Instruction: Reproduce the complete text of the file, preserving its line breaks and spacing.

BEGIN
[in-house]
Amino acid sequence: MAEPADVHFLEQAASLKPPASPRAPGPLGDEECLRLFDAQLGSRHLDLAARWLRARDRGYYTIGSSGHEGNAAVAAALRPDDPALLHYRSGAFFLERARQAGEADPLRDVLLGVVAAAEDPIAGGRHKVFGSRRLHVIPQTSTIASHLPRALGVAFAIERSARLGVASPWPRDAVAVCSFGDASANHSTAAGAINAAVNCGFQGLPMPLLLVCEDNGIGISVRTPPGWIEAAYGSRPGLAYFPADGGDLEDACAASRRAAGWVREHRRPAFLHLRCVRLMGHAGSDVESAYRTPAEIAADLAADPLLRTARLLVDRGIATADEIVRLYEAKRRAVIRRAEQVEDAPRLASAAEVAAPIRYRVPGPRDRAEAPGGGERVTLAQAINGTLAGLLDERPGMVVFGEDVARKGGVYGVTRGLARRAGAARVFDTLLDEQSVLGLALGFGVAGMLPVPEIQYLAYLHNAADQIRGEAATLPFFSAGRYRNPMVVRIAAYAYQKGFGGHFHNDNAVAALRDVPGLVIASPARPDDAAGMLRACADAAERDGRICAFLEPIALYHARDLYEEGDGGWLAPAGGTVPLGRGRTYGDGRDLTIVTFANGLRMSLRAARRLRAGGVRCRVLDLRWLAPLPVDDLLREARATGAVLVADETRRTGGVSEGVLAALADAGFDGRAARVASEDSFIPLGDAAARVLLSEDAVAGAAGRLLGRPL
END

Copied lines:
[in-house]
Amino acid sequence: MAEPADVHFLEQAASLKPPASPRAPGPLGDEECLRLFDAQLGSRHLDLAARWLRARDRGYYTIGSSGHEGNAAVAAALRPDDPALLHYRSGAFFLERARQAGEADPLRDVLLGVVAAAEDPIAGGRHKVFGSRRLHVIPQTSTIASHLPRALGVAFAIERSARLGVASPWPRDAVAVCSFGDASANHSTAAGAINAAVNCGFQGLPMPLLLVCEDNGIGISVRTPPGWIEAAYGSRPGLAYFPADGGDLEDACAASRRAAGWVREHRRPAFLHLRCVRLMGHAGSDVESAYRTPAEIAADLAADPLLRTARLLVDRGIATADEIVRLYEAKRRAVIRRAEQVEDAPRLASAAEVAAPIRYRVPGPRDRAEAPGGGERVTLAQAINGTLAGLLDERPGMVVFGEDVARKGGVYGVTRGLARRAGAARVFDTLLDEQSVLGLALGFGVAGMLPVPEIQYLAYLHNAADQIRGEAATLPFFSAGRYRNPMVVRIAAYAYQKGFGGHFHNDNAVAALRDVPGLVIASPARPDDAAGMLRACADAAERDGRICAFLEPIALYHARDLYEEGDGGWLAPAGGTVPLGRGRTYGDGRDLTIVTFANGLRMSLRAARRLRAGGVRCRVLDLRWLAPLPVDDLLREARATGAVLVADETRRTGGVSEGVLAALADAGFDGRAARVASEDSFIPLGDAAARVLLSEDAVAGAAGRLLGRPL